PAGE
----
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Apr 27, 2007

Through The Binoculars


Back home from Arkansas, and one of my first stops was a stress test.

I can think of better ways to spend five hours, but it's something that needs to be done.

Actually, it wasn't that bad because the technician was a big racing fan, and in fact knows a helluva lot more about the game than I do. Yet, that said, he wanted my Derby picks.
I gave him the web site and the phone-service number.

The man obviously knows my Derby resume. Winner after winner. Exactas. Tris. Supers. Eight of 11 winners at one point in time. You know the drill.

In the weeks leading up to the Derby, I will sneak a look at various media Top Tens. It's more laughs than a Leno monologue. Actually a Carson monologue, but I don't want to be accused of living in the past.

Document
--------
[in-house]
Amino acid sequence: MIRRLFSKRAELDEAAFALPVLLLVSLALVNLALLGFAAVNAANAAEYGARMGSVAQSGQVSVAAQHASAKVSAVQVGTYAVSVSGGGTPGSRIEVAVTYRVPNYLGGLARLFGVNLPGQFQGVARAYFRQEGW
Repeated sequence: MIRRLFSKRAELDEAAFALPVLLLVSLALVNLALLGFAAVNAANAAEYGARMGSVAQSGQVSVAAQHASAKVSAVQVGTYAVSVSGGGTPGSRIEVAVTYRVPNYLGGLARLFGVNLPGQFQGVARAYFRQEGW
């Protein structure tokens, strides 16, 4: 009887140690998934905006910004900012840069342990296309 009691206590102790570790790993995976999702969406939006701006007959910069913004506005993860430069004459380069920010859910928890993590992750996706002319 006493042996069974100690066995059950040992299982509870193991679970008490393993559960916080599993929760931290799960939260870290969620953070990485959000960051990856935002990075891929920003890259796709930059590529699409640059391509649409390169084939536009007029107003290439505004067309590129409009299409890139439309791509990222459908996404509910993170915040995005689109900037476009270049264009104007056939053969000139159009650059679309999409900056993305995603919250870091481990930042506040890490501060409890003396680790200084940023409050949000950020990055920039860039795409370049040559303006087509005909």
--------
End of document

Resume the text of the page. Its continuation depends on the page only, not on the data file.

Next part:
One of the few Top Tens I take seriously is Steve Haskin's in Bloodhorse. Not so much because he's a terrific handicapper, but because he has a nose for news.

But now I have to wonder if Steve's been dipping into the mint juleps. He has Any Given Saturday on top...and Curlin sixth.

Hey, it's horse racing, and as we all know so well, anything can happen - especially on Any Given Saturday -- in a horse race. But this time I won't even go as far as to say I would share an oat bucket with Any Given Saturday if he beats Curlin. I doubt Mt. Pletcher would give me the opportunity.

But, hey it's the Derby...and every one is entitled to his or her opinion.

Speaking of opinions, here are a couple.

  1. The Derby should be like the Masters. Previous winners (especially the previous year) should get an automatic berth, regardless of graded stakes earnings. This way trainer Matz would be able to run Chelokee. Right now, Chelokee needs three defections to get in, and that probably won't happen. There's something terribly wrong when three trainers (Pletcher, Asmussen and O'Neill) have half the field.
  1. This whole graded-stakes earnings deal is out of whack. There must be a better way. Personally, why can't they run 28? I'm told they used to run 28 on the Widener chute at old Belmont Park, and there never was a problem. Hey, it's the Derby we're talking about...not a maiden race.